Hassan Basagic is an outdoor explorist and geographer who grew up local to the Catskills area in Hunter & Tannersville, New York. With research interest areas in glaciers, water, climate, and environmental change, his passions for geography started out in upstate New York when he would visit the area on trips returning home from college, eventually taking him out to Oregon to work as a Watershed GIS Specialist. In the 80’s-90’s he was apart of the Catskills 3500 Club and built his connection to these mountain ranges in a greater way by stepping into the world of peak bagging and summiting these local peaks. 


Q: Growing up in the Catskills area, what makes it so different from other outdoor recreation spaces in the Northern East Coast/ New England?


A: The Catskills have a unique landscape. The rolling peaks, glacial history, and steep eastern escarpment contribute to a dramatic landscape, but it can remain hidden unless folks are willing to seek them out from viewpoints.



Q: What can you tell us about Catskills 3500 club?


A: The Catskill 3500 Club is a hiking club open to anyone who has climbed all peaks above 3500 feet in the Catskills. There are a total of 33 peaks, plus a several peaks that need to be climbed in the winter. The Club was originally designed to foster interest in the Catskill peaks. Today, it's members are trail stewards, advocates, and educators.

I hiked a number of nearby peaks in the Catskills while growing up. However, it wasn't until I left the Catskills for college that I learned about the Club. I began hiking the peaks during my visits home and after many years completed my tally. What I enjoyed most about the quest was venturing into places I normally would not have gone and learning more about where I grew up.



Q: What is something about the Catskills you take recognition in when looking at its’ geological landscape, hidden gems, history?


A: The geological landscape of the Catskills is ancient and complicated. It can be thought of as an eroded plateau that was subjected to waves of glaciation. The evidence can be striking, such as an erratic boulder perched along the eastern escarpment or subtle, like the peculiar river rocks that were transported to the Catskills from far away. For anyone with interest in the geological history I recommend any of the books written by Robert Titus.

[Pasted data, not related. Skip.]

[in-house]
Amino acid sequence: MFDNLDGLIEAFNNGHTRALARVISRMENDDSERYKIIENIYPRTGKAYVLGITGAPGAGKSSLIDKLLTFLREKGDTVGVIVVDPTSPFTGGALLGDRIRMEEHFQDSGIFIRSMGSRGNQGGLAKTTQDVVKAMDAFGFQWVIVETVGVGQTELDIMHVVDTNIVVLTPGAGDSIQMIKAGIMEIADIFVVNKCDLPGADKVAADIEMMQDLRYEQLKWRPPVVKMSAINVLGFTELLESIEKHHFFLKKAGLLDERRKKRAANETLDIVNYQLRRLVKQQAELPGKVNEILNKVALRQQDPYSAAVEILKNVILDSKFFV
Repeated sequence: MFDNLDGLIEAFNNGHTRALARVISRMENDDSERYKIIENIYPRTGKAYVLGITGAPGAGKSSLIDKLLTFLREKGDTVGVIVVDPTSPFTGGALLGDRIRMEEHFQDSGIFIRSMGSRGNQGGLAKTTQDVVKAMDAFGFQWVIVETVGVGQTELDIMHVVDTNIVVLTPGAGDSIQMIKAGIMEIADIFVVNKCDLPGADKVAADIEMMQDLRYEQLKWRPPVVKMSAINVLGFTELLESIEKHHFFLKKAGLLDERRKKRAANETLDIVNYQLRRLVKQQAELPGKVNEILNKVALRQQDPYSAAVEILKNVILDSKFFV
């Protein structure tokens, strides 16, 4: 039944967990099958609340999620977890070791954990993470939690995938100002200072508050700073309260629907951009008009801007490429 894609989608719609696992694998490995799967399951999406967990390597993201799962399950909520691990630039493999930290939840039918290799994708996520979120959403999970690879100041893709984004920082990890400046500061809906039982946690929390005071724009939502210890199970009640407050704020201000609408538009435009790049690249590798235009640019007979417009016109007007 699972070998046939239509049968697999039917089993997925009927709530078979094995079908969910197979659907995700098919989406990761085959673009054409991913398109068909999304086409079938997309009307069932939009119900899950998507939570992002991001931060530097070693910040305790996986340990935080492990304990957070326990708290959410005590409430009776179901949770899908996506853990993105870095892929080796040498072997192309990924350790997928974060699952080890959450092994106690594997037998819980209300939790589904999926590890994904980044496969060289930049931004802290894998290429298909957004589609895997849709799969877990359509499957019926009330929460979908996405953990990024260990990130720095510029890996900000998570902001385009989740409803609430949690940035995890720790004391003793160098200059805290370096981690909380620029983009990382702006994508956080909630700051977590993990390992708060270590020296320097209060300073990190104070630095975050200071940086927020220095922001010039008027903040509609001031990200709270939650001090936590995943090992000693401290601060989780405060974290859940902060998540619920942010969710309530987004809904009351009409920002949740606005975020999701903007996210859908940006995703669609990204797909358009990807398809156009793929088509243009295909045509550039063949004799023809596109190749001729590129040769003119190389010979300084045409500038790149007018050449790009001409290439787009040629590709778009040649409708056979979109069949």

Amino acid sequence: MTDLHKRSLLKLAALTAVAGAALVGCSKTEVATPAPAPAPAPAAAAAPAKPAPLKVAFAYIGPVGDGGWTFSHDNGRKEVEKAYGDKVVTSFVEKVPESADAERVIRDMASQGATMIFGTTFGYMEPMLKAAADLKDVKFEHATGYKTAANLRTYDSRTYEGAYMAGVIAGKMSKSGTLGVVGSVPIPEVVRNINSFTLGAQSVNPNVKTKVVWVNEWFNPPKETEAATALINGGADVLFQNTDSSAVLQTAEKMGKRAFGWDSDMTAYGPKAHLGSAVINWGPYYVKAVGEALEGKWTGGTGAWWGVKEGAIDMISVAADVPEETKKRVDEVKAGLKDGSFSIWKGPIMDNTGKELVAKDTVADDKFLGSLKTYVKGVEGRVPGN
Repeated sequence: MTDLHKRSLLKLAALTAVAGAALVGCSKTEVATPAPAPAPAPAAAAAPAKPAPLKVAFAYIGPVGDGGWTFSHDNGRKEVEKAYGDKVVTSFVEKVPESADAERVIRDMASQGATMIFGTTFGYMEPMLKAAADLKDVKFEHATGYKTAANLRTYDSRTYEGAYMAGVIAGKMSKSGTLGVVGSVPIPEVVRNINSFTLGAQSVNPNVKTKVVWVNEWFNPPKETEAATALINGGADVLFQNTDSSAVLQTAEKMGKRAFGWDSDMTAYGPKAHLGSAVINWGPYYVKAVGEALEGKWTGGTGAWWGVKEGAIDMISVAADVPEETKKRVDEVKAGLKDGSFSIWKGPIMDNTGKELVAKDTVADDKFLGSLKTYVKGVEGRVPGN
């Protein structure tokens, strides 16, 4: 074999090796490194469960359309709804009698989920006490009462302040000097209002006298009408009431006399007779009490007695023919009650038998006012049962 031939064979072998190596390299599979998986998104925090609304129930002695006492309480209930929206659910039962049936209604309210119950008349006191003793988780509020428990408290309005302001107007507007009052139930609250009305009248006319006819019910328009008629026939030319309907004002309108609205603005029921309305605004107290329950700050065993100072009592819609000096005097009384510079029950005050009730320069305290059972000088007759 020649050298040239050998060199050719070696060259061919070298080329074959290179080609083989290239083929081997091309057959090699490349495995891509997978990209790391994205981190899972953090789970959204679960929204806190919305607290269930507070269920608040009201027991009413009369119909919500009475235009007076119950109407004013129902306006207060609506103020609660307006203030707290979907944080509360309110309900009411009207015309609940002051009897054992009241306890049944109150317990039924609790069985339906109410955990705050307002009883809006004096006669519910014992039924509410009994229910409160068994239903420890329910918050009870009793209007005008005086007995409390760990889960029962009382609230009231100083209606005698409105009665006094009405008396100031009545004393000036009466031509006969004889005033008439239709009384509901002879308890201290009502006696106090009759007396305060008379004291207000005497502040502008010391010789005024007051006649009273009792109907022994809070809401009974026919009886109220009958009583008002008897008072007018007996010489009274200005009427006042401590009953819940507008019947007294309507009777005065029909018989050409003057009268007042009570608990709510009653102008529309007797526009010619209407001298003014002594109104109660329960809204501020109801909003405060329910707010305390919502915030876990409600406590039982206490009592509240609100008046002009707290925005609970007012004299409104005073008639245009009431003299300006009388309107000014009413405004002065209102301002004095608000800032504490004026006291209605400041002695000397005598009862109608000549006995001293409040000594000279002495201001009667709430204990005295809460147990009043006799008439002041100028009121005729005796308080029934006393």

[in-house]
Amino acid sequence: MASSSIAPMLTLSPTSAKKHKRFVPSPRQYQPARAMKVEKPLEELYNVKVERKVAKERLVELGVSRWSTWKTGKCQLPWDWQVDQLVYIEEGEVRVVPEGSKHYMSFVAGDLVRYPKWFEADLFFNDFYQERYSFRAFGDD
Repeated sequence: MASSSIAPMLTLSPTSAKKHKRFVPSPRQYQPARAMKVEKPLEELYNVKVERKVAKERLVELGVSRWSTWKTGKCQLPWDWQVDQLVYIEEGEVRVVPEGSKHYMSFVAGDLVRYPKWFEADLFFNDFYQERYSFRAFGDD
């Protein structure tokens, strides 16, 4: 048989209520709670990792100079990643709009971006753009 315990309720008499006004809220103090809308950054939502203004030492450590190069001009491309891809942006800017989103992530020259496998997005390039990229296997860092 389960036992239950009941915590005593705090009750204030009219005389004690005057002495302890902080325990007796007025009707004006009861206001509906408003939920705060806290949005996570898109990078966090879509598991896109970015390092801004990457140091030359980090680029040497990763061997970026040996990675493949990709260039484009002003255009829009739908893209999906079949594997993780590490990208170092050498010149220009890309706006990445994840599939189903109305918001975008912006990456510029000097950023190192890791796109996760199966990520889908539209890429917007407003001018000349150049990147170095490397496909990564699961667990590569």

Q: Can you recall any favorite hikes that you would suggest to a beginner/ intermediate hiker? And have you ever hiked the Long Path?


A:  One of my earliest and favorite hikes was Sunset Rock, which leaves from North-South Lake State Park. The hike is short but has dramatic views of the Hudson River Valley. Those who are wary of heights should look elsewhere as there are steep drop offs along the way.



Q: What four things do you make sure to bring with you on a day hike?


A:  Water, food, clothing, and a first aid kit. And a sense of adventure.


Q: Have you ever encountered a black bear and if so, what do you do?


A: Yes indeed! If the bear is close I announce my presence and make myself look as big as possible. Typically that is enough to send a black bear running. If the bear is curious, I repeat my introduction a bit louder and begin to back away slowly. I encourage everyone to read up on how to behave when encountering wildlife so you can enjoy the encounters and be knowledgeable on how to react properly. This will enhance your experience.


We asked Hassan Basagic—an outdoor explorist and geographer who grew up local to the Catskills area in Hunter & Tannersville, New York—some questions about the Catskills. 
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